Although the process that creates fabric is certainly not perfect, bamboo, soy and wood-based rayons are promising alternatives to petroleum-derived fabrics such as polyester, says Rebecca Calahan Klein of Organic Exchange, a nonprofit organization in O’Donnell, Tex., dedicated to greening textiles. “We have a huge chunk of textiles that are nonrenewable. So does a material like bamboo start to move us in the right direction? Yes.”
The Green Standard
It’s not easy for a busy, green-leaning consumer to penetrate this thicket of unknowns and trade-offs. Are bamboo-polyester blend diapers—advertised as “silky soft”—environmentally superior to those made with plain organic cotton? A bamboo skateboard may have eco-chic, but is it more sustainable than one made from maple or fiberglass? Many experts say manufacturers still have some convincing to do. “I think for us to have confidence that bamboo is a sustainable material, the industry needs to step up and support its case that it’s a well-managed green product,” says Nadav Malin, editorial director of BuildingGreen and a member of the Materials and Resources Technical Advisory Group for the LEED rating system.
Despite the difficulties of distance, several companies that sell bamboo products have long-standing relationships with their bamboo growers and tout the responsible practices they have observed on the ground. Companies are beginning to back up those claims with farm and forest certifications. Last year the Organic Crop Improvement Association in Lincoln, Neb., certified that some Chinese bamboo, including that used by Hebei Jigao, meets the U.S. Department of Agriculture’s organic standards. Also last year Smith & Fong obtained a stamp of approval from the Forest Stewardship Council—an organization whose certifiers audit sustainable forestry practices around the world—for 3,000 of the 10,000 acres of bamboo farms that supply its factory.
Certification doesn’t come easy or cheap. Smith negotiated with the council for many years before the organization agreed to consider bamboo. He also paid $35,000 in fees for surveys and other certification process requirements, and he continues to foot the bill for annual inspections and improvements. Because Chinese bamboo is generally farmed in small parcels, certification means manufacturers or importers must hire extra staff to coordinate the activities of hundreds of farmers.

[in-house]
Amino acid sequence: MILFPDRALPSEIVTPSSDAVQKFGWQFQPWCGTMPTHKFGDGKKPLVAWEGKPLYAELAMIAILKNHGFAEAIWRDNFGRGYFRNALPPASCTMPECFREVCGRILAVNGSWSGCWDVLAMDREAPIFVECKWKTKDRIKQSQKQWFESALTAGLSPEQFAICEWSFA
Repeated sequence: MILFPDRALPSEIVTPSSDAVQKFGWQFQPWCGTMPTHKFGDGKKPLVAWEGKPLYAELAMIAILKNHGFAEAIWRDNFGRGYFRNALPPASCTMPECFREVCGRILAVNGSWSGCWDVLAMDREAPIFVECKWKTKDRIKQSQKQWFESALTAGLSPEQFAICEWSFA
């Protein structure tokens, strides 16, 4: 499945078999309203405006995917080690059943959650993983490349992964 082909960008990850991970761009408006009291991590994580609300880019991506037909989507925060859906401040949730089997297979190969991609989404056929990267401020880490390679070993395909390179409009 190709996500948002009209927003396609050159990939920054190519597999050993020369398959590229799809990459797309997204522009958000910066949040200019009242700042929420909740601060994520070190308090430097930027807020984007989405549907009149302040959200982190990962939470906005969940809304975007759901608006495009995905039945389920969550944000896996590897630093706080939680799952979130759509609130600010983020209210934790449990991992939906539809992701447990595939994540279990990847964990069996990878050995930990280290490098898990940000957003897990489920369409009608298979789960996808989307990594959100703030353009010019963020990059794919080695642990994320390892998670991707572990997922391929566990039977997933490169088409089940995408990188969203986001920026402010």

The certification of farms is just one stop on the road to environmental credibility, of course, and consumers must often choose among imperfect alternatives. Alex Wilson of BuildingGreen cautions that in regions where hardwood trees are plentiful, such as the northeastern U.S., wood from well-managed local woodlots, certified or not, would likely be a greener flooring choice than certified bamboo, in part because of the carbon costs of shipping and trucking products from China. Wilson has proposed that the LEED “rapidly renewable” credit that bamboo receives be replaced by a broader credit that includes trees and other “bio-based” materials, given that timber—which in some cases requires no fertilizer or herbicides—may be environmentally preferable to fertilizer- or pesticide-intensive agricultural crops.
Meanwhile questions persist about the environmental and human health effects of bamboo product manufacturing. Companies such as Smith & Fong, which owns a stake in its Chinese manufacturing plant, can exercise more control over processing; Smith & Fong and various other manufacturers and importers, including Teragren on Bainbridge Island in Washington State, now offer bamboo flooring and plywood made with formaldehyde-free glue. Hebei Jigao and other bamboo fiber companies have acquired the international Oeko-Tex certification, which attests that final products are free of harmful chemicals—although it does not fully address how factory chemicals are used and disposed of or how much water and energy are required during manufacturing.